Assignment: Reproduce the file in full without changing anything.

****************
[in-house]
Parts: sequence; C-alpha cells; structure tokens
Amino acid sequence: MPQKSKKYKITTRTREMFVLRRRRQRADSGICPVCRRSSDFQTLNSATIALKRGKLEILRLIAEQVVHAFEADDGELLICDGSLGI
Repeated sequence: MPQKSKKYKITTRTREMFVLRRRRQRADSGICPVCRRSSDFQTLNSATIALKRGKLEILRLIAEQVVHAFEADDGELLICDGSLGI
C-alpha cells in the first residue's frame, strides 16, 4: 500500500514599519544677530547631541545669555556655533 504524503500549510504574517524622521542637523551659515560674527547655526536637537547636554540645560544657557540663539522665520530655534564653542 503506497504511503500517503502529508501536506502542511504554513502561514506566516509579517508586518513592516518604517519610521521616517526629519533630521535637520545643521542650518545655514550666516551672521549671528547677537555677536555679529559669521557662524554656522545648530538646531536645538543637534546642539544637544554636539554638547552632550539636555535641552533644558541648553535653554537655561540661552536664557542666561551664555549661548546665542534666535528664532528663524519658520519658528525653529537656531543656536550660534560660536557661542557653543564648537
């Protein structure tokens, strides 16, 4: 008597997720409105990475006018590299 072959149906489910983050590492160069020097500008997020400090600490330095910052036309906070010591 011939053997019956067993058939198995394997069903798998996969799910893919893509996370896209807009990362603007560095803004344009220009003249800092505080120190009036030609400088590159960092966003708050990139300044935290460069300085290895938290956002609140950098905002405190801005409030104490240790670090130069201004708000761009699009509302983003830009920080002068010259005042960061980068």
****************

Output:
[in-house]
Parts: sequence; C-alpha cells; structure tokens
Amino acid sequence: MPQKSKKYKITTRTREMFVLRRRRQRADSGICPVCRRSSDFQTLNSATIALKRGKLEILRLIAEQVVHAFEADDGELLICDGSLGI
Repeated sequence: MPQKSKKYKITTRTREMFVLRRRRQRADSGICPVCRRSSDFQTLNSATIALKRGKLEILRLIAEQVVHAFEADDGELLICDGSLGI
C-alpha cells in the first residue's frame, strides 16, 4: 500500500514599519544677530547631541545669555556655533 504524503500549510504574517524622521542637523551659515560674527547655526536637537547636554540645560544657557540663539522665520530655534564653542 503506497504511503500517503502529508501536506502542511504554513502561514506566516509579517508586518513592516518604517519610521521616517526629519533630521535637520545643521542650518545655514550666516551672521549671528547677537555677536555679529559669521557662524554656522545648530538646531536645538543637534546642539544637544554636539554638547552632550539636555535641552533644558541648553535653554537655561540661552536664557542666561551664555549661548546665542534666535528664532528663524519658520519658528525653529537656531543656536550660534560660536557661542557653543564648537
């Protein structure tokens, strides 16, 4: 008597997720409105990475006018590299 072959149906489910983050590492160069020097500008997020400090600490330095910052036309906070010591 011939053997019956067993058939198995394997069903798998996969799910893919893509996370896209807009990362603007560095803004344009220009003249800092505080120190009036030609400088590159960092966003708050990139300044935290460069300085290895938290956002609140950098905002405190801005409030104490240790670090130069201004708000761009699009509302983003830009920080002068010259005042960061980068």